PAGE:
January 27, 2013

Toasty Toes

Toasty toes and tingly tips. (Fingertips, that is.) Another chilly day on the bike.

A reasonable person in sub-prime condition would not spend a cold January morning biking up the steep side of Hicks Road. But today was the club's annual luncheon to thank those of us who led rides last year, and it was inconceivable to eat pizza without burning some calories in advance.

Sleeping in seemed like the better option. Cleverly, I had talked a friend into riding with me—I had to get out of the bed.

I was altogether unconvinced that I could power myself up Hicks. Should I declare victory when I reached the dam? Having made it that far, surely I could at least ride to the bridge.

Having lured myself to the bridge, I carried some speed to begin my assault on the steepness that is Hicks. With two short stops to lower my heart rate, I made it. Another rider looked at my rear cluster and observed "That's not really a climbing gear. I add a tooth every year," he joked.

Twenty-five miles, 2300 feet of climbing, and some mighty tasty pizza.

January 21, 2013

Where the Sun Don't Shine

It was a cold morning, and heading deep into a narrow canyon seemed less than enticing; but that was my plan for the day. With the thermometer hovering near the freezing mark, I revised my attire. Wool jersey, wool socks, thermal tights, booties, serious jacket and gloves. [There, that feels better.]

Given a comfortably late start for this ride, and a route that would circle back toward home, it made good sense to bike to the start. Good sense in a frigid-air kind of way.

We met the first deep pocket of cold shortly after entering the canyon. Eyeing frost-coated leaves along the roadside, I focused on the road surface. Bridge Freezes Before Road echoed in my brain. In this dead-end canyon, there is little need for signs. My cycling companions were chattering about the hazards of black ice as I studied the haze of white frost on the bridge. Above us, a patch of snow lingered on the rocks. Snow? In Stevens Canyon?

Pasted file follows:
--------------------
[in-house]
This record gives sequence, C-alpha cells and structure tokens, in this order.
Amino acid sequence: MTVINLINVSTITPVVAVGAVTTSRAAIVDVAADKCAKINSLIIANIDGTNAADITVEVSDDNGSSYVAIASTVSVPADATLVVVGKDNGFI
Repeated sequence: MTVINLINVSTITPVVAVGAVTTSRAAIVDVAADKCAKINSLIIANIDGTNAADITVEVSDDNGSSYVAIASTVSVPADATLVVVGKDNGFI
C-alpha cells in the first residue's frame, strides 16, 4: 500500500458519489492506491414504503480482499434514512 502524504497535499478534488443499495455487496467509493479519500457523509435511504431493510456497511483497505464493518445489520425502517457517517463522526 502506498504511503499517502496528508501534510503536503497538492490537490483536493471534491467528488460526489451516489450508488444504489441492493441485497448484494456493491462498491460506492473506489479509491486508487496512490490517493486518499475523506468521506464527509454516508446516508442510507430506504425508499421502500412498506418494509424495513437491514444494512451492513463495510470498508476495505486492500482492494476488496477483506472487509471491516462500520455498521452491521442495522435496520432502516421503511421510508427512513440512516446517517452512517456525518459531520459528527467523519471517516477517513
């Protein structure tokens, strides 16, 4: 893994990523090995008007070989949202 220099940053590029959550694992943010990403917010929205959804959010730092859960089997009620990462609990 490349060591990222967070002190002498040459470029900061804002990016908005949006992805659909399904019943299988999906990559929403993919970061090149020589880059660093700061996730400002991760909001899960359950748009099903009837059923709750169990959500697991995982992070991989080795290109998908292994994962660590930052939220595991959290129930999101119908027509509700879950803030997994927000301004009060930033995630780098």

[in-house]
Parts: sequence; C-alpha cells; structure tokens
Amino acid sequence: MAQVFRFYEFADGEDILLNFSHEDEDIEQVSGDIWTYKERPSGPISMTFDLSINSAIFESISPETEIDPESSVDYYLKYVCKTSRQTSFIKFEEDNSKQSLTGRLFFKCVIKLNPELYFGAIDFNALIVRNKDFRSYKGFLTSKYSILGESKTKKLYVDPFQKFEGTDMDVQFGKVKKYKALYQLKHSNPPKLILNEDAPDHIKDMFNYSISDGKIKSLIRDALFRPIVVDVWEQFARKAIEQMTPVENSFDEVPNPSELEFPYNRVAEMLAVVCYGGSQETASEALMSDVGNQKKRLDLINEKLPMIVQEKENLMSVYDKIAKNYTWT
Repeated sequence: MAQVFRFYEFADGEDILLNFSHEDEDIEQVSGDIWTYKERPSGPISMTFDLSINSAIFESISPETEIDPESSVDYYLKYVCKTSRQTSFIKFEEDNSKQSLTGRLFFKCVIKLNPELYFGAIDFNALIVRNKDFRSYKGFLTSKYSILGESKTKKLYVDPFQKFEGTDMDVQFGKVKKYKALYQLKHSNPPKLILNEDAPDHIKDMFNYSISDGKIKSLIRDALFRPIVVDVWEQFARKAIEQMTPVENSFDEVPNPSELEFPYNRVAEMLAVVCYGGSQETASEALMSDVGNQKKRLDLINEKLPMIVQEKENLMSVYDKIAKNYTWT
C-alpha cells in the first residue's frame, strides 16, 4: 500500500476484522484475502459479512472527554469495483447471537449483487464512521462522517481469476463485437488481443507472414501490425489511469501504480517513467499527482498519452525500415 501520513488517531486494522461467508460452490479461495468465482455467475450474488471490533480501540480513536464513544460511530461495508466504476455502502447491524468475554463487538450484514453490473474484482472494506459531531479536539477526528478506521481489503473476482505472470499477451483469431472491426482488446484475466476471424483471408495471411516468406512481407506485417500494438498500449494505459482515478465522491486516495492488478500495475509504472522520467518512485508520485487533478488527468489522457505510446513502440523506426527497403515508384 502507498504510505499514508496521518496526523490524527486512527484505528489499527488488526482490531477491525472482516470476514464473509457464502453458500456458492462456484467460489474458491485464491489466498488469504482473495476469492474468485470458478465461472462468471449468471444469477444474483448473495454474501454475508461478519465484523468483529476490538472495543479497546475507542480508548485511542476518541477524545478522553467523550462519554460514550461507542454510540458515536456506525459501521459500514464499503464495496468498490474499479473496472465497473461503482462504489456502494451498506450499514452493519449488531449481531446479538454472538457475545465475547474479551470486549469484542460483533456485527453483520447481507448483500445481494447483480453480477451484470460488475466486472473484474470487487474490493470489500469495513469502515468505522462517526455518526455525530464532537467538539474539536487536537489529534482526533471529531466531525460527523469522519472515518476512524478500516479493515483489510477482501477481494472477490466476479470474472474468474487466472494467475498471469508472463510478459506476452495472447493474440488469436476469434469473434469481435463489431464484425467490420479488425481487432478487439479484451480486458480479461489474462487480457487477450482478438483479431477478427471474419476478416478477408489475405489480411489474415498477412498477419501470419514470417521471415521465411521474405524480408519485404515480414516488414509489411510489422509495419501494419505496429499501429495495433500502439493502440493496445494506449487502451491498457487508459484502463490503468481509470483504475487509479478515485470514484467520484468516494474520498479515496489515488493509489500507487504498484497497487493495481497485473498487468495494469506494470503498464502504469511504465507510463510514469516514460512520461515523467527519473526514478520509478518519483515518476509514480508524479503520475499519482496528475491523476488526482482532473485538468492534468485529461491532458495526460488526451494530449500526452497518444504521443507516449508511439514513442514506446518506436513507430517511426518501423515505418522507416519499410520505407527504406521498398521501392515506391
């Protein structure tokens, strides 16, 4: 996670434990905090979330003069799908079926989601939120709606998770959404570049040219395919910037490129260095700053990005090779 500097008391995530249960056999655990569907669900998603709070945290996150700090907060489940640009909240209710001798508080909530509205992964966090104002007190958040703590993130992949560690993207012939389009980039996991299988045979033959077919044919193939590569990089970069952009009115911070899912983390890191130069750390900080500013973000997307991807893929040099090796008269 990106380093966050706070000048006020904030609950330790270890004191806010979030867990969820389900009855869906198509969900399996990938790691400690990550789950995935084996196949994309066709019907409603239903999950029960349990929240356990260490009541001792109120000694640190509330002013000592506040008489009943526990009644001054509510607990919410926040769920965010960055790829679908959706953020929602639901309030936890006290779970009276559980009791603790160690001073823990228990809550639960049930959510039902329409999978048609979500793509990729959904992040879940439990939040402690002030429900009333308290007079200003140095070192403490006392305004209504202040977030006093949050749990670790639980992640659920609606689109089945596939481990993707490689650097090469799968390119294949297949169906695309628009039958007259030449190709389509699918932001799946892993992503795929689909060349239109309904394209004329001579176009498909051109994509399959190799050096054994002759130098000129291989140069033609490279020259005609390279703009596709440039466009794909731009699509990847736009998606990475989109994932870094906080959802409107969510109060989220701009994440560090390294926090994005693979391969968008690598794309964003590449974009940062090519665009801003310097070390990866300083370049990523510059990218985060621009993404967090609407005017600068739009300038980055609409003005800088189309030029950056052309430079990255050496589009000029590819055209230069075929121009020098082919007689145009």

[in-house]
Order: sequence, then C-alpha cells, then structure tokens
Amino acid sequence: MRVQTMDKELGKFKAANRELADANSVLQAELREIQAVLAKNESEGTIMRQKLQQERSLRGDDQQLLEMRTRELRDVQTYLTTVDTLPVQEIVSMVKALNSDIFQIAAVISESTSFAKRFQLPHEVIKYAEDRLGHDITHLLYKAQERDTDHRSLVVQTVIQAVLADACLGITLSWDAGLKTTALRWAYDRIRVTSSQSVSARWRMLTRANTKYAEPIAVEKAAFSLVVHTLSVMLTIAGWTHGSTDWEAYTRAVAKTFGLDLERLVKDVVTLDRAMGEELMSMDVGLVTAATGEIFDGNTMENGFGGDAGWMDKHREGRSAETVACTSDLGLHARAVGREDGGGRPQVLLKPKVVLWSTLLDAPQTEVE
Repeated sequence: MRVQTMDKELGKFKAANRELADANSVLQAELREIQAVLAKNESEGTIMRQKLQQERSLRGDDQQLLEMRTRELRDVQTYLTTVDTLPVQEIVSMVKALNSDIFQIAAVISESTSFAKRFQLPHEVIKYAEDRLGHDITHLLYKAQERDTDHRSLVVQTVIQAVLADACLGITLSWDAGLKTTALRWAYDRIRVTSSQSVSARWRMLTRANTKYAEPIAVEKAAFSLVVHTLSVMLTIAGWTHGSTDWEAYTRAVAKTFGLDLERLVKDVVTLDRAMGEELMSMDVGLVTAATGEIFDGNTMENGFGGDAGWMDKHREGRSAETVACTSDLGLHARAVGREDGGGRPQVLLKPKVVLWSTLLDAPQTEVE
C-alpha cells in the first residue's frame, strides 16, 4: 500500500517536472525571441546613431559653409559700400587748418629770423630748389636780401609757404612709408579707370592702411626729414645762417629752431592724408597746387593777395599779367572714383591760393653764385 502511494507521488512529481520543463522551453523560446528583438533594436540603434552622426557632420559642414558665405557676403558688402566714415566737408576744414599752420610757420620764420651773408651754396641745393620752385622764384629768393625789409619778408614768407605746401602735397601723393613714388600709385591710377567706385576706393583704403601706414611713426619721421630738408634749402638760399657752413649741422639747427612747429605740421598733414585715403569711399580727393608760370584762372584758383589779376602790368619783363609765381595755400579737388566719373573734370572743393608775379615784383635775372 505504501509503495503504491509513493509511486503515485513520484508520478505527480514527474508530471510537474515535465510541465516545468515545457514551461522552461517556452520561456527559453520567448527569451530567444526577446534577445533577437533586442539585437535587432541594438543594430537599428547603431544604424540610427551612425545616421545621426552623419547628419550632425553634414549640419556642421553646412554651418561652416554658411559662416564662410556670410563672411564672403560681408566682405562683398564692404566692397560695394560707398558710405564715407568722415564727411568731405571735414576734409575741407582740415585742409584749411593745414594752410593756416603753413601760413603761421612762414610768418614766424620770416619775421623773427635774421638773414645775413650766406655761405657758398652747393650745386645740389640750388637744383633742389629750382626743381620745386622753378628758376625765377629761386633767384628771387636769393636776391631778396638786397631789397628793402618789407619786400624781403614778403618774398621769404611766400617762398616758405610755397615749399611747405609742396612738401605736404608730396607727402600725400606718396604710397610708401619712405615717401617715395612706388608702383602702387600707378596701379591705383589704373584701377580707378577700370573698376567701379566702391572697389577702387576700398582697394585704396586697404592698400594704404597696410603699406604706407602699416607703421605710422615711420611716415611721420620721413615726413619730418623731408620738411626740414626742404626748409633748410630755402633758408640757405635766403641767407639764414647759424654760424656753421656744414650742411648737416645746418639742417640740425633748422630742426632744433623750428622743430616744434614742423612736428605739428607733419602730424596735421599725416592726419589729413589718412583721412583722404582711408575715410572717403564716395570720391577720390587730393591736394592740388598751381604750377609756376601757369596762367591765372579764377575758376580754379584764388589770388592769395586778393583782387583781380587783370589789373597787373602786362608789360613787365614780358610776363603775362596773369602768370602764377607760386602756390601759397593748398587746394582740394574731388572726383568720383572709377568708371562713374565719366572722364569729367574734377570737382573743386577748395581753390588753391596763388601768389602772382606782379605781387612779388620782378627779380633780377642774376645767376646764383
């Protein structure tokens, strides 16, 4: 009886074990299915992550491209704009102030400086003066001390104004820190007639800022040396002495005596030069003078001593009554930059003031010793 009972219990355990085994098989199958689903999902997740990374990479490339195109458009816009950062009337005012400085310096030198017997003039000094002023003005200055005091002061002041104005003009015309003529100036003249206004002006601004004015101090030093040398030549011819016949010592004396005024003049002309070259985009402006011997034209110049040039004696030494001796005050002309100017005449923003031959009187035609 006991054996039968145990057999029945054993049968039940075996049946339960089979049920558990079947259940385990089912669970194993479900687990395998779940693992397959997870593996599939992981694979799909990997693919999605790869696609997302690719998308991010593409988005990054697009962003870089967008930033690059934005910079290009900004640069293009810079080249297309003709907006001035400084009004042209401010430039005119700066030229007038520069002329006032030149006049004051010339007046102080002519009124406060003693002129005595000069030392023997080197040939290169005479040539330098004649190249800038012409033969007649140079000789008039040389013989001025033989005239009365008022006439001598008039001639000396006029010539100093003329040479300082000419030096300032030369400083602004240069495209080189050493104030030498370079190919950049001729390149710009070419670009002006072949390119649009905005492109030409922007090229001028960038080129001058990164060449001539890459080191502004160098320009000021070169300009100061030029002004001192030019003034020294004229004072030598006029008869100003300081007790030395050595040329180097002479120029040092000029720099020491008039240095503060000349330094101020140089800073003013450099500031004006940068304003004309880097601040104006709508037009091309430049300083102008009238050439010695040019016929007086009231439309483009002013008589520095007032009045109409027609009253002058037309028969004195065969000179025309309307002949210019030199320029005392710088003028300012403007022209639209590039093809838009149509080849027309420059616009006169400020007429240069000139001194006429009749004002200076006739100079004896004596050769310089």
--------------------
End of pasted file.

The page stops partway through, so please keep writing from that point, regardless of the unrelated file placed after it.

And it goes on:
When did the last storm pass through? Certainly, it was more than a week ago. This part of the canyon must trap some really cold air. Climbing gently along the creek, the rest of the road was wet, and muddy—but thankfully, not icy. December's heavy rains had triggered some large slides. Occasional patches of sunlight were a welcome surprise; I was eager to find more. I was not eager to socialize (and cool down) whenever we regrouped.

I slowed on Mt. Eden as something clambered down the hillside toward me. Too bold for a coyote ... it was a fawn! Mom was waiting on the other side of the road. They calmly looked me over before continuing on their way.

I suffered up the steep hills, but I made it to the top of every one. Endurance, I have. Strength, I have not. Sheer ornery determination, I have.

Thirty-six chilly miles, with 2,350 feet of climbing. One look at my bike and you would think I had been off-roading. So much for yesterday's thorough cleaning. Lather, rinse, repeat.

January 19, 2013

What Am I On?

I am on my bicycle.

Celebrating a friend's birthday. Cruising down a coastal trail, hugging the shoreline of Monterey Bay. Riding through drifted sand, following the paved path up and down the dunes. From the heart of artichoke country, past Cannery Row and Lovers Point. Along the famed 17 Mile Drive, past the unnatural greens and sand traps of Pebble Beach. Into Point Lobos State Reserve, and back again. Sixty-four miles, with a challenging 2100 feet of climbing.